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The Life and Correspondence of Robert Southey
Robert Southey to Allan Cunningham, 3 June 1833

Vol. I Contents
Early Life: I
Early Life: II
Early Life: III
Early Life: IV
Early Life: V
Early Life: VI
Early Life: VII
Early Life: VIII
Early Life: IX
Early Life: X
Early Life: XI
Early Life: XII
Early Life: XIII
Early Life: XIV
Early Life: XV
Early Life: XVI
Early Life: XVII
Ch. I. 1791-93
Ch. II. 1794
Ch. III. 1794-95
Ch. IV. 1796
Ch. V. 1797
Vol. II Contents
Ch. VI. 1799-1800
Ch. VII. 1800-1801
Ch. VIII. 1801
Ch. IX. 1802-03
Ch. X. 1804
Ch. XI. 1804-1805
Vol. III Contents
Ch. XII. 1806
Ch. XIII. 1807
Ch. XIV. 1808
Ch. XV. 1809
Ch. XVI. 1810-1811
Ch. XVII. 1812
Vol. IV Contents
Ch. XVIII. 1813
Ch. XIX. 1814-1815
Ch. XX. 1815-1816
Ch. XXI. 1816
Ch. XXII. 1817
Ch. XXIII. 1818
Ch. XXIV. 1818-1819
Vol. IV Appendix
Vol. V Contents
Ch. XXV. 1820-1821
Ch. XXVI. 1821
Ch. XXVII. 1822-1823
Ch. XXVIII. 1824-1825
Ch. XXIX. 1825-1826
Ch. XXX. 1826-1827
Ch. XXXI. 1827-1828
Vol. V Appendix
Vol. VI Contents
Ch. XXXII. 1829
Ch. XXXIII. 1830
Ch. XXXIV. 1830-1831
Ch. XXXV. 1832-1834
Ch. XXXVI. 1834-1836
Ch. XXXVII. 1836-1837
Ch. XXXVIII. 1837-1843
Vol. VI Appendix
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“Keswick, June 3. 1833.
“My dear Allan,

“Thank you in my own name, and in my daughter Bertha’s, for the completing volumes of your Painters. The work is very far the best that has been written for the Family Library, and will continue to be reprinted long after all the others with which it is now associated. I do not except the Life of Nelson from this; the world cares more about artists than admirals after the lapse of centuries; and as long as the works of those artists endure, or so long as their conceptions are perpetuated by engravings, so long will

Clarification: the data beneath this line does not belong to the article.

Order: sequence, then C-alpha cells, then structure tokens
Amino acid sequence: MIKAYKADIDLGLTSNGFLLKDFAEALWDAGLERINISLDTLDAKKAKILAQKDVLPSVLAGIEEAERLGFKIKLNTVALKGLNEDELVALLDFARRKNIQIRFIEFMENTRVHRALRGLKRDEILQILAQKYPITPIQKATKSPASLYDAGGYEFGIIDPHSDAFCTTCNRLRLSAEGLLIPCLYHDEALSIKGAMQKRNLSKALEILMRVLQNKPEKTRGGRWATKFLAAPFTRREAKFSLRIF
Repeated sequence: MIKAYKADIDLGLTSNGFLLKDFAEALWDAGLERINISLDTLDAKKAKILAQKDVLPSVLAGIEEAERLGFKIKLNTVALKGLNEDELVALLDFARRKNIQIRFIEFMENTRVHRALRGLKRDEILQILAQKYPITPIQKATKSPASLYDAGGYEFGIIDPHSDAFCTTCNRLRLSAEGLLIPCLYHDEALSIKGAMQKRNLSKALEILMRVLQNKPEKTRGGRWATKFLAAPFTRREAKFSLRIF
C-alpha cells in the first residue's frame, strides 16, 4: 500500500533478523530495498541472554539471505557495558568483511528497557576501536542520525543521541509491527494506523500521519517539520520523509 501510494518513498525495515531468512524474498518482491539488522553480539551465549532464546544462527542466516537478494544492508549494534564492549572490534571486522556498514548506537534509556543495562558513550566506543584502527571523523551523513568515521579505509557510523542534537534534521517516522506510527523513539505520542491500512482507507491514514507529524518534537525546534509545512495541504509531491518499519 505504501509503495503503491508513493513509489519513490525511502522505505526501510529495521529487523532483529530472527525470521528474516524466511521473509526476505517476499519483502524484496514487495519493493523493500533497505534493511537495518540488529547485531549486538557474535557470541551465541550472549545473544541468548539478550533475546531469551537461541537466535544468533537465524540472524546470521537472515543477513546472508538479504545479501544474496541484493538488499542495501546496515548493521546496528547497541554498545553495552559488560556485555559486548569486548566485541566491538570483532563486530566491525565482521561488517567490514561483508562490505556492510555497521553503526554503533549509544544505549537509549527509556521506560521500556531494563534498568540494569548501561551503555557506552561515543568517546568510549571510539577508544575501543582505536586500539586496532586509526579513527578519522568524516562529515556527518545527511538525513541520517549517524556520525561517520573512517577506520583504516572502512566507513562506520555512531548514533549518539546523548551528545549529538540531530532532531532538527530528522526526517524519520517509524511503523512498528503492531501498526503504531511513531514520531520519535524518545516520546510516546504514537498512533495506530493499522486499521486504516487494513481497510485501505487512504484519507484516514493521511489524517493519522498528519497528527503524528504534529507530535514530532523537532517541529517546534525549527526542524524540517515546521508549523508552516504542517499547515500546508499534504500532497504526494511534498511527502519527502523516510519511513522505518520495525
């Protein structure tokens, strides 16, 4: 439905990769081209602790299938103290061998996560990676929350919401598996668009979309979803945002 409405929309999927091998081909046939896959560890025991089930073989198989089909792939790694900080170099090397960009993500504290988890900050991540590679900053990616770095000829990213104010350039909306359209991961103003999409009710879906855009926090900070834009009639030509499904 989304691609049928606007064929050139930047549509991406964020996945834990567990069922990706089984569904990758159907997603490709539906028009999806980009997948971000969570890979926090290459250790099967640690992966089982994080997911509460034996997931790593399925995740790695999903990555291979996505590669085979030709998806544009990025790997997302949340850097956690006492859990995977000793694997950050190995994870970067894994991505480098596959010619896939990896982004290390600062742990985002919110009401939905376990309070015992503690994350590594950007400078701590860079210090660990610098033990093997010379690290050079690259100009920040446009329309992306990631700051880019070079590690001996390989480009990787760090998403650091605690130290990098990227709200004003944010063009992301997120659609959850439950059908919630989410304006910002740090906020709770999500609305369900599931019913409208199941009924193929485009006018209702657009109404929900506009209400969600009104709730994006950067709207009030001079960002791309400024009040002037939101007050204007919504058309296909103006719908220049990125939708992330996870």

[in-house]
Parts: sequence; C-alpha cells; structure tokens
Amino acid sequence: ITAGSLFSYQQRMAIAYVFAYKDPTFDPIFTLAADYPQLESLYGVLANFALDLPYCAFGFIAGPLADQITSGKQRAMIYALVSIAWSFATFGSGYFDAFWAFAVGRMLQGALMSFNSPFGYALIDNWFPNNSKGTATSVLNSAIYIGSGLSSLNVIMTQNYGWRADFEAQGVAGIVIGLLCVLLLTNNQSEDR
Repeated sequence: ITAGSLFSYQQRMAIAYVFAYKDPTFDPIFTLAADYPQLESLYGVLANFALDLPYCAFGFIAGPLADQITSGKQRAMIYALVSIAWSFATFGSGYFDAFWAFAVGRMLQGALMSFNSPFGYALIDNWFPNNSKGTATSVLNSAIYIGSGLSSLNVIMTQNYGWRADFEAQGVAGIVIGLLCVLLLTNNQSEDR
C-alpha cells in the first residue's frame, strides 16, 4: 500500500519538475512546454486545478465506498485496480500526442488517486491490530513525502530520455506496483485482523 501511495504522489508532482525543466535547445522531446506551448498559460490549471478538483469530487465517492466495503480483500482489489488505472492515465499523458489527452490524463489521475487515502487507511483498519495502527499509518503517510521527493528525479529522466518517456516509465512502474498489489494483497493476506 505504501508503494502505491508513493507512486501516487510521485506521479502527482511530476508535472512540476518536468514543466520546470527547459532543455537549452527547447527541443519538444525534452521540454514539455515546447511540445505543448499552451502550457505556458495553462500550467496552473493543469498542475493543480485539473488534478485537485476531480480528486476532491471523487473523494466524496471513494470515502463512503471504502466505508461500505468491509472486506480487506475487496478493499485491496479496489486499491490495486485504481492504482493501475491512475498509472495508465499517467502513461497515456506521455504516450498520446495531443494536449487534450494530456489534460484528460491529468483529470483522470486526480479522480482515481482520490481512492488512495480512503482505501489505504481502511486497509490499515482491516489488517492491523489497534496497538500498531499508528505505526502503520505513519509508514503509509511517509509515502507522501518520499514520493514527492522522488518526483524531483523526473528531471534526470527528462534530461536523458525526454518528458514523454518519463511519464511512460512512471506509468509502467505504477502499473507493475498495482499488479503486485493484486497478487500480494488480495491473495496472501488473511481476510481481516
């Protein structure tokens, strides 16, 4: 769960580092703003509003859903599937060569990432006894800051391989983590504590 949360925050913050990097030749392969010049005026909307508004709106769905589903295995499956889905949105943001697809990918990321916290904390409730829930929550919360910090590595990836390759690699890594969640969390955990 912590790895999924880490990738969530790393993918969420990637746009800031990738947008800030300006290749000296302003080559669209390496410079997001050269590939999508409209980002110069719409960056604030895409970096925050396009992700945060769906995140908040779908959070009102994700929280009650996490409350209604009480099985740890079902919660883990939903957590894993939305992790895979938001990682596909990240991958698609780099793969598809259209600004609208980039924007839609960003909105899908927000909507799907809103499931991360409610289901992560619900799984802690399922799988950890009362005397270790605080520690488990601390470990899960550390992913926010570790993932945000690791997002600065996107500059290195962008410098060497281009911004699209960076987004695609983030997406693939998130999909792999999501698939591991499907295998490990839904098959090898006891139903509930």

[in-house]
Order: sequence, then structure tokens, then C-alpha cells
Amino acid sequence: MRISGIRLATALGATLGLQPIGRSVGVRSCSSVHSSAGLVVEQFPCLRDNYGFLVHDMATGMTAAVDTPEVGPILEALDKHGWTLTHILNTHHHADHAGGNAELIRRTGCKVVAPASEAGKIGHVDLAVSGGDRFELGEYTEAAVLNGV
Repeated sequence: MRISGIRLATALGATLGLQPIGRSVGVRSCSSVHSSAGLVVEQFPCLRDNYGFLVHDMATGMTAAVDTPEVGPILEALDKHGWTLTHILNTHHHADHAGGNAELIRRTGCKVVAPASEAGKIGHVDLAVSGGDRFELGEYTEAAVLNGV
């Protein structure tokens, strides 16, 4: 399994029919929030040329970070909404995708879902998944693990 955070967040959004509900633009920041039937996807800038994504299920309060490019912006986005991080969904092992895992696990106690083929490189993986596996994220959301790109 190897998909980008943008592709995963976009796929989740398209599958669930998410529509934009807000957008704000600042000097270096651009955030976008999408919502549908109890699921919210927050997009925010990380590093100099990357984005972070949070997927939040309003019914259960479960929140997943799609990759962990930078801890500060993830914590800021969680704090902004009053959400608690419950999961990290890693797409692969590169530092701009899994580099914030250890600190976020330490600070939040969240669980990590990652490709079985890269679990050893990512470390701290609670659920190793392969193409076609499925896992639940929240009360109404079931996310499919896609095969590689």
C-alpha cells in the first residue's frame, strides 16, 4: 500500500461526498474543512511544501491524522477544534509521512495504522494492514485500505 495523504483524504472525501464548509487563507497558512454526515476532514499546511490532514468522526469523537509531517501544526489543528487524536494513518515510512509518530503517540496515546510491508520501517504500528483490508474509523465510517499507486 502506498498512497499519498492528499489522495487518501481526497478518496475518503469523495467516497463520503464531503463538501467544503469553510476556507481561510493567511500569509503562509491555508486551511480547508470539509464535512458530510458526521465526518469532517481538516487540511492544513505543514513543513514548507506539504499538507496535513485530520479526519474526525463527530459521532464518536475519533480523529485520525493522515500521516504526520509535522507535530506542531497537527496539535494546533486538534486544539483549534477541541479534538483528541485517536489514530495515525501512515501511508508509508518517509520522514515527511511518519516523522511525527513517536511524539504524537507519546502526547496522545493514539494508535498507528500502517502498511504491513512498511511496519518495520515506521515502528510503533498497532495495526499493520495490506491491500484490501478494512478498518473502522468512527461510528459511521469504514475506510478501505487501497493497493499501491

Ætat. 58. OF ROBERT SOUTHEY. 215
a lively interest be excited by their lives, when written as you have written them.

“Give your history of the rustic poetry of Scotland the form of biography, and no bookseller will shake his head at it, unless he is a booby. People who care nothing about such a history would yet be willing to read the lives of such poets, and you may very well introduce all that you wish to bring forward under cover of the more attractive title. The biography of men who deserve to be remembered always retains its interest.

“Are you right as to Lawrence’s birthplace? The White Hart, which his father kept at Bristol, is in the parish of Christ Church, not St. Philip’s, which is a distant part of the city.

Sir George Beaumont’s marriage was in 1774, the year of my birth; he spent that summer here, and Faringdon was with him part of the time, taking up their quarters in the little inn by Lowdore. Hearne, also, was with him here, either that year or soon afterwards, and made for him a sketch of the whole circle of this vale, from a field called Crow Park. Sir George intended to build a circular banqueting room, and have this painted round the walls. If the execution had not always been procrastinated, here would have been the first panorama. I have seen the sketch, now preserved on a roll more than twenty feet in length.

Sir George’s death was not from any decay. His mother lived some years beyond ninety, and his health had greatly improved during the latter years of his life. He was never better than when last in